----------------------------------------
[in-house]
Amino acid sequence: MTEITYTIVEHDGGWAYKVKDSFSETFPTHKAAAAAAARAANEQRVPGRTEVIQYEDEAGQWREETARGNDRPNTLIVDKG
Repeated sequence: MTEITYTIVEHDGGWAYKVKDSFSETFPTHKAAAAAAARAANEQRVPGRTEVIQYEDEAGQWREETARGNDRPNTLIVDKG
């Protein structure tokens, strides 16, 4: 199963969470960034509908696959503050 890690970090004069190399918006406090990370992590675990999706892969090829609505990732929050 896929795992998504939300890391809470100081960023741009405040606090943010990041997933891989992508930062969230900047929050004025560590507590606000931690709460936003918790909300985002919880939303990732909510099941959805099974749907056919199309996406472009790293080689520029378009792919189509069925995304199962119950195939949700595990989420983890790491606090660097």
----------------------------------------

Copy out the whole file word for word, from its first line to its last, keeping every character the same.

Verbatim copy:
[in-house]
Amino acid sequence: MTEITYTIVEHDGGWAYKVKDSFSETFPTHKAAAAAAARAANEQRVPGRTEVIQYEDEAGQWREETARGNDRPNTLIVDKG
Repeated sequence: MTEITYTIVEHDGGWAYKVKDSFSETFPTHKAAAAAAARAANEQRVPGRTEVIQYEDEAGQWREETARGNDRPNTLIVDKG
């Protein structure tokens, strides 16, 4: 199963969470960034509908696959503050 890690970090004069190399918006406090990370992590675990999706892969090829609505990732929050 896929795992998504939300890391809470100081960023741009405040606090943010990041997933891989992508930062969230900047929050004025560590507590606000931690709460936003918790909300985002919880939303990732909510099941959805099974749907056919199309996406472009790293080689520029378009792919189509069925995304199962119950195939949700595990989420983890790491606090660097």